One of the causes of violence against women is the lack of laws to punish the violators, according to judge “Iman”, who believes that a law should have been enacted in Yemen to criminalize such violence and define its types and penalties for perpetrators after the issuance of the Convention on the Elimination of Violence against Women. Pointing out that there have been attempts to prepare a project on the criminalization of violence against women, which she participated in it, however, it did succeed because of the bad conditions in the country to be postponed despite its popularity, hoping that the law will be issued in the future, so as not to increase the pace of violence.

The review of the legislative system:

The head of the legal department in the House of Representatives considers that the legislative system in Yemen needs to be carefully reviewed to eliminate discrimination against women, to grant them fair and equal rights and to repeal legislation and texts that discriminate against women's work, noting that two laws have already been implemented with the National Women's Committee to reform these laws and abolish discrimination, including some of them , which have been already approved by the parliament .

Among the cases of violence against women in periods of armed conflict according to “Chaif” are the ones characterized by direct targeted killings of women, where many women have been killed in the war with direct or obstructive targeting, in addition to physical, psychological and sexual abuse such as the rape of women in Yemen due to war conditions, prostitution which harm the public life.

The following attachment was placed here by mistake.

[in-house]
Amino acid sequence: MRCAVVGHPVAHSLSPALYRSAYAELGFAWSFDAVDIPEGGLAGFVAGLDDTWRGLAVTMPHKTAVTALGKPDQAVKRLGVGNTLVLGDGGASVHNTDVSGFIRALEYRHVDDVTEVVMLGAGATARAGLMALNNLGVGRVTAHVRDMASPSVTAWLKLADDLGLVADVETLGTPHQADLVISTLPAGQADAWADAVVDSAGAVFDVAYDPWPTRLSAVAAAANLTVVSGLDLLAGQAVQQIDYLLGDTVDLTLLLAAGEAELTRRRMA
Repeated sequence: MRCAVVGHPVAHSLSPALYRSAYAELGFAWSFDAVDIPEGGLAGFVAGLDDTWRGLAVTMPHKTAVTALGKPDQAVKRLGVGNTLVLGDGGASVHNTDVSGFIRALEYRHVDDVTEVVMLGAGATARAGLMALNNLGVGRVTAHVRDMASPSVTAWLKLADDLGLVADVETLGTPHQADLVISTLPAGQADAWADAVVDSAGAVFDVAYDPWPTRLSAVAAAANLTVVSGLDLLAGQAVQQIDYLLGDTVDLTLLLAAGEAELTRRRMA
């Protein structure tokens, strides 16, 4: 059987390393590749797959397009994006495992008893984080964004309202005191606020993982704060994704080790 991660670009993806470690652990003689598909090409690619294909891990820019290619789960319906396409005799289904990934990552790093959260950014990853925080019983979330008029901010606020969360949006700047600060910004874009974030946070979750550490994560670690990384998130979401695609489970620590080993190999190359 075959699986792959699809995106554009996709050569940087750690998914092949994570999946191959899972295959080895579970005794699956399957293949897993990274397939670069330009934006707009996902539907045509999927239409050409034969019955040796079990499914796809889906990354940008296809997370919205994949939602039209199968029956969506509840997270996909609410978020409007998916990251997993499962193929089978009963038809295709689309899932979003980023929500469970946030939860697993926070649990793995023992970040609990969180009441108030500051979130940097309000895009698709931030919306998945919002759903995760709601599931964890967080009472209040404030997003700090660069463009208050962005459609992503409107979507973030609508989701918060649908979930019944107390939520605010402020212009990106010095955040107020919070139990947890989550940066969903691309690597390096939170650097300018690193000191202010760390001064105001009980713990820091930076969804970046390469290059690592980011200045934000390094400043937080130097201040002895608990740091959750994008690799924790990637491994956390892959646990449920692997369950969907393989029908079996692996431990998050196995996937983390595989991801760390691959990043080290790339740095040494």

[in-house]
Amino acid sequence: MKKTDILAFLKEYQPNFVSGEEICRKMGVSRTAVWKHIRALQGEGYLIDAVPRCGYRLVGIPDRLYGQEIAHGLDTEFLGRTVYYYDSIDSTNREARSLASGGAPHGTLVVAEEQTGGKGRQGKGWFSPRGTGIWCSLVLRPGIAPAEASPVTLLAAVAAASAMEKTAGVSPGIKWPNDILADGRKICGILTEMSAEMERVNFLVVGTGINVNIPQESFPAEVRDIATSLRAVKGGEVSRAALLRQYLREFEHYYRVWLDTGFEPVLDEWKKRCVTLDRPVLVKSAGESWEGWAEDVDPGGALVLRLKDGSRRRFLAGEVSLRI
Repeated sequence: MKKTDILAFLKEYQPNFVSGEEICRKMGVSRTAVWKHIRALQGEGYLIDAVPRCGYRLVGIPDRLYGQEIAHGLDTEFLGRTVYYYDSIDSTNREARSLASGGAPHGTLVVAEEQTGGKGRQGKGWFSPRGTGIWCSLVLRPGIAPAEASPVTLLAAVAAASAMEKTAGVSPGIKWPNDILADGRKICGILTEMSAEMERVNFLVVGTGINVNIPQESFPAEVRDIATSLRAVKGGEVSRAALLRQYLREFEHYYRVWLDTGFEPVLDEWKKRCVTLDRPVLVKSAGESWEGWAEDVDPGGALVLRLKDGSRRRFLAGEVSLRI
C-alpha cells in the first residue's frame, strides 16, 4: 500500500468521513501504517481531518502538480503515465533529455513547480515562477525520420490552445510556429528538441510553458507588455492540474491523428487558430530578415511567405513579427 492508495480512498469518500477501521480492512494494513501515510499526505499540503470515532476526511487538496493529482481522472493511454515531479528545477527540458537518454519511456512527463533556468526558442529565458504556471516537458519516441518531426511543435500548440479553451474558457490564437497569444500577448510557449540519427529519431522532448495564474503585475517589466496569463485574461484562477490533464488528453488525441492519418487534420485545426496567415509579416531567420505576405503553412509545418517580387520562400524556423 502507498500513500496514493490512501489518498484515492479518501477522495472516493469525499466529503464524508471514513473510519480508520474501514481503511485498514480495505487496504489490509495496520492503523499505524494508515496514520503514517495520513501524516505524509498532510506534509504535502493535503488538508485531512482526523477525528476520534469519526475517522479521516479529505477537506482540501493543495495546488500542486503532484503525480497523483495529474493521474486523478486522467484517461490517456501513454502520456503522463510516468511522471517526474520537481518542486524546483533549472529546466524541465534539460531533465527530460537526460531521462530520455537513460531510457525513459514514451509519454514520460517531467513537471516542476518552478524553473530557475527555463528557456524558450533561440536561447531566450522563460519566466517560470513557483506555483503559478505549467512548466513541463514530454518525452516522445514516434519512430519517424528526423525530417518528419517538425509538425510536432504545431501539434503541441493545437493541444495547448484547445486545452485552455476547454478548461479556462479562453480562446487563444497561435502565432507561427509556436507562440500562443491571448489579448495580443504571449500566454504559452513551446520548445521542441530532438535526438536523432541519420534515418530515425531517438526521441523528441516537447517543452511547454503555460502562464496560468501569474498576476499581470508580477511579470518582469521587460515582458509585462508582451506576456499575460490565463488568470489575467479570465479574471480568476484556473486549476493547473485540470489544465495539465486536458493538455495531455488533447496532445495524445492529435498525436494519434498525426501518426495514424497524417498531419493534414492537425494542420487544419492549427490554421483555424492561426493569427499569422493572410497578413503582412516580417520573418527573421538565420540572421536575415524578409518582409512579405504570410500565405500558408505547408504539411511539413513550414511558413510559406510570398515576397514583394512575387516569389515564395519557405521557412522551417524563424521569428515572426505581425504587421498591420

She also referred to the recent widespread phenomenon of female activists in public affairs and political leaders, who have been attacked by the armed forces or repressive apparatuses. They were beaten, assaulted and harassed because they protested to ask for their basic rights. Violence against the internally displaced women :

One of the violence forms against women is the internal displacement and an external refuge. Women and children suffer from internal violence such as hunger, poverty and widespread diseases. Some women have been forced to flee abroad because of war and go to expatriate, so as to provide a living and secure housing.

She points out that the war prompted women to beg, whether displaced or forced to leave their homes and to seek a living after the shift of the economic role from man to women, who had lost their husbands and families, in addition to the family dislocation and divorce due to the deteriorating economic situation, the marriage of minors and forced marriage.

Overall, the violence against women in Yemen remains a black hole that requires great efforts to fill it and to bring about the values of equality and respect for human rights, rather than the culture of discrimination and its widespread practices, both socially and institutionally, through state bodies.